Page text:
Trading Places: A Viewer’s Guide
Few movie stars have had as good a run in their first three movies as Eddie Murphy: 48 Hours, Trading Places, and Beverly Hills Cop are all classics (Best Defense doesn’t count). But, more than once, when I’ve been watching Trading Places – released 40 years ago this month – someone has asked me towards the end: “What is going on?”
By that point in the movie, Billy Ray Valentine (Murphy) and Lewis Winthorpe III (Dan Aykroyd) want to get their own back on the Duke Brothers, a pair of commodities brokers. They know that the Dukes have bribed a corrupt Department of Agriculture official so that they can get an early look at orange crop forecasts. With this knowledge, the Dukes plan to “corner the entire frozen orange juice market.” To stop this, Valentine and Winthorpe switch the actual crop report for a forgery and deliver this to the Dukes.
Which brings us to the finale, set in the old World Trade Center. The forged crop report has led the Dukes to believe that a cold winter has negatively affected the orange crop and that orange juice prices will rise as a result. To profit from this, they spend heavily to buy frozen concentrated orange juice futures contracts, which drives the prices of those futures contracts up even further.
Futures contracts commit the buyer to buy a commodity, like frozen concentrated orange juice, in the future at a price set at the time of the purchase of the futures contract. So, if you sign a futures contract today to buy frozen concentrated orange juice at $256lb next month and the price is above that next month, you make a profit. If the price is lower, however, you make a loss (assuming in both cases that you sell your frozen concentrated orange juice as soon as you buy it).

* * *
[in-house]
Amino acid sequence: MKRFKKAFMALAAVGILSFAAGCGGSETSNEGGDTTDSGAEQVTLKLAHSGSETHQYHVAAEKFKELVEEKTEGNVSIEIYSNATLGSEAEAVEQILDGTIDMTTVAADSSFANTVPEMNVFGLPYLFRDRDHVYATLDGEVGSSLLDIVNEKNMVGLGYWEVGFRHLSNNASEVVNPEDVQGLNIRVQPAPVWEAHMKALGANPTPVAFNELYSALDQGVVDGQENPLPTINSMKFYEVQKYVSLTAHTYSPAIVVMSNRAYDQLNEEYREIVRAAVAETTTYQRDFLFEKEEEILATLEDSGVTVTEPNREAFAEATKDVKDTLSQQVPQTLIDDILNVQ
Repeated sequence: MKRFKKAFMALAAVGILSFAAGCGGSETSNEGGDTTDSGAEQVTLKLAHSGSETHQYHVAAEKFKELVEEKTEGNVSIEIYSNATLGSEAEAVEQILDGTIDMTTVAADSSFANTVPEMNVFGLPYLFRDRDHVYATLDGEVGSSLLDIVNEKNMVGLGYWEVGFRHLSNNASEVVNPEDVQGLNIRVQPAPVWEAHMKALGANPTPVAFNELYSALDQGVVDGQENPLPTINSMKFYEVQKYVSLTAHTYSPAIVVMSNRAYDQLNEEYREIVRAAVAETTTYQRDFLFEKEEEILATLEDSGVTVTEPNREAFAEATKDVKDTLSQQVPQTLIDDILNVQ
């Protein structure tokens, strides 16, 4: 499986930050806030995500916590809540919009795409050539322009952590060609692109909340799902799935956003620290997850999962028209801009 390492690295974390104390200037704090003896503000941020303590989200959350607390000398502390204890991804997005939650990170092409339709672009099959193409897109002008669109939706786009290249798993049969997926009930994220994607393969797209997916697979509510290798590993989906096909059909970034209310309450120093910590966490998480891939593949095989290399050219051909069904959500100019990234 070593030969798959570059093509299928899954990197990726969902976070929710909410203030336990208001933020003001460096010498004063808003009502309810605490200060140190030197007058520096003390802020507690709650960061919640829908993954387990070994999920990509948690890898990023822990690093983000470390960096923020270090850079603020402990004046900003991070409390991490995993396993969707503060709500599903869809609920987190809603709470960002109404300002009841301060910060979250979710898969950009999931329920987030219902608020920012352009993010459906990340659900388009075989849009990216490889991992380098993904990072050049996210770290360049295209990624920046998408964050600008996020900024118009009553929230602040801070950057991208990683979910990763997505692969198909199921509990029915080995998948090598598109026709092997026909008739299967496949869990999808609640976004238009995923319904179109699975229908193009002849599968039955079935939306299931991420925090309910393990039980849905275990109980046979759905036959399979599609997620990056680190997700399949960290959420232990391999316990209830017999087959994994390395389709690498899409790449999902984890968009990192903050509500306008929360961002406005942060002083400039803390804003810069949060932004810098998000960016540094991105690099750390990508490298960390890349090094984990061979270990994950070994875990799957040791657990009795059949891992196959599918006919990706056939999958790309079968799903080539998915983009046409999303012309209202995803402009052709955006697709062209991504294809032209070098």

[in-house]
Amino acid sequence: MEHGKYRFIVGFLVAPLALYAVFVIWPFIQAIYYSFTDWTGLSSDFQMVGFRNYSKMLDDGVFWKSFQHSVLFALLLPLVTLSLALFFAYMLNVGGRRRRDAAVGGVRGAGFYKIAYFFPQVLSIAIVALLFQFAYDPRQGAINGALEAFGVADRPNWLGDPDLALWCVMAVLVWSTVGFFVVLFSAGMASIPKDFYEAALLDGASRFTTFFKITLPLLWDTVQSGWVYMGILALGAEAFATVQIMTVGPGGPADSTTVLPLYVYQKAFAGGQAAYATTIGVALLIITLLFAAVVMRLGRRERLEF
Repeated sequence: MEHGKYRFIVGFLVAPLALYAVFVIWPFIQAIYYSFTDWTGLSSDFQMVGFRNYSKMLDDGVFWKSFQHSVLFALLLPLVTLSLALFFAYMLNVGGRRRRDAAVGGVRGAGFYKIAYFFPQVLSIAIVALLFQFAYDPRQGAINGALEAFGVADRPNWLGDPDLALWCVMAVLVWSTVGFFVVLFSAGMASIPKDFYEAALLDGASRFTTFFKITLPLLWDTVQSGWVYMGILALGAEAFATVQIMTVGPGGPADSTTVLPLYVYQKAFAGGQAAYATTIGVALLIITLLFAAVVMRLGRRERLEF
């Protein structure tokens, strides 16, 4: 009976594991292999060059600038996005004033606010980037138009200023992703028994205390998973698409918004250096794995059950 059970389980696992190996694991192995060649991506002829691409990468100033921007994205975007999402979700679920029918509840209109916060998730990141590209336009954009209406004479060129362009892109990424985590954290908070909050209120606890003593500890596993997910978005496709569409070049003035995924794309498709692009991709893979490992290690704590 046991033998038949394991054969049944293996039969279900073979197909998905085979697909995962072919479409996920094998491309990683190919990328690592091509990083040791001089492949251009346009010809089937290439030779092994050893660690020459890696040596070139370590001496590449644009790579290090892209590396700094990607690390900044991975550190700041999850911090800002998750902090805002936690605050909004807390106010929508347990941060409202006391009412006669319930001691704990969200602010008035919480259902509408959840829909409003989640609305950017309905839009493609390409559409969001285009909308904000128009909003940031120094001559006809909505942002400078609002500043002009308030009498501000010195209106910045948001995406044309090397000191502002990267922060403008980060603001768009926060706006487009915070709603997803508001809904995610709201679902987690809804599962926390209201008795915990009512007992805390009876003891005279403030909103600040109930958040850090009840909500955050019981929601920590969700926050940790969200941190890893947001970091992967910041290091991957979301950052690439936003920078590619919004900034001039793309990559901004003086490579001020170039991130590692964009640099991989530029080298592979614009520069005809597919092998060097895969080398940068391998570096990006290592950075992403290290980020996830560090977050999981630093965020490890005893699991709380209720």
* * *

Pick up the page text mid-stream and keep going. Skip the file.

Valentine and Winthorpe, by contrast, start short selling frozen concentrated orange juice futures. Short selling involves borrowing something, like a futures contract, and selling it. The short seller has to buy the asset back at some later time and return it to the person they borrowed it from. If the asset falls in price between the sale of the borrowed asset and the purchase the short seller will make a profit. If the asset’s price rises, however, they will make a loss. Short selling is something you only do if you think the price of the asset is going to fall.
And, of course, Valentine and Winthorpe have access to the actual crop report. When it is announced that “The cold winter has apparently not effected the orange harvest…consumers can expect orange juice prices to fall,” the price of frozen concentrated orange juice futures contracts crashes. Valentine and Winthorpe, who sold their borrowed futures contracts at the high price, are able to buy them back at the new low price, honoring their contracts and making a killing. The Dukes, by contrast, have amassed commitments to buy orange juice at prices much higher than the new, low price, and are ruined.
This is all enormously entertaining, but doesn’t it illustrate what a lot of nonsense things like futures contracts and short selling are? Shouldn’t we ban them, as is often proposed, most recently as valuations of American banks collapsed? “Sounds to me like you guys are a couple of bookies,” Valentine says when the Dukes explain commodity broking to him.
In fact, both futures contracts and short selling can be pretty useful. Imagine an orange juice producer who is going to produce 100,000lb of oranges over the year. The current price, $256lb, is the highest since at least 2009, but there is no guarantee that price will hold when they are ready to bring their oranges to market. By committing now to sell at $256lb a year from now, futures contract allow the producers of commodities, often with volatile prices, to insure against that volatility. This increases production, lowering prices overall.
Short selling can act as a source of discipline. If an asset’s price rises so that enough market participants think that profits can be made ‘shorting’ it, they will do so and puncture any potential bubble. That is why assets that lead to bubbles, like mortgage-backed securities before the 2008 financial crisis, are frequently the ones which are difficult or nearly impossible to short.
If Trading Places is about anything, it is about the discipline of the market place. Within five years, the Dukes are living on the streets of New York, subsisting on charity. The next time you watch it, hopefully you will have fun, hopefully the end will make a little more sense, and hopefully you’ll appreciate the glimpse it gives of commodity markets in action.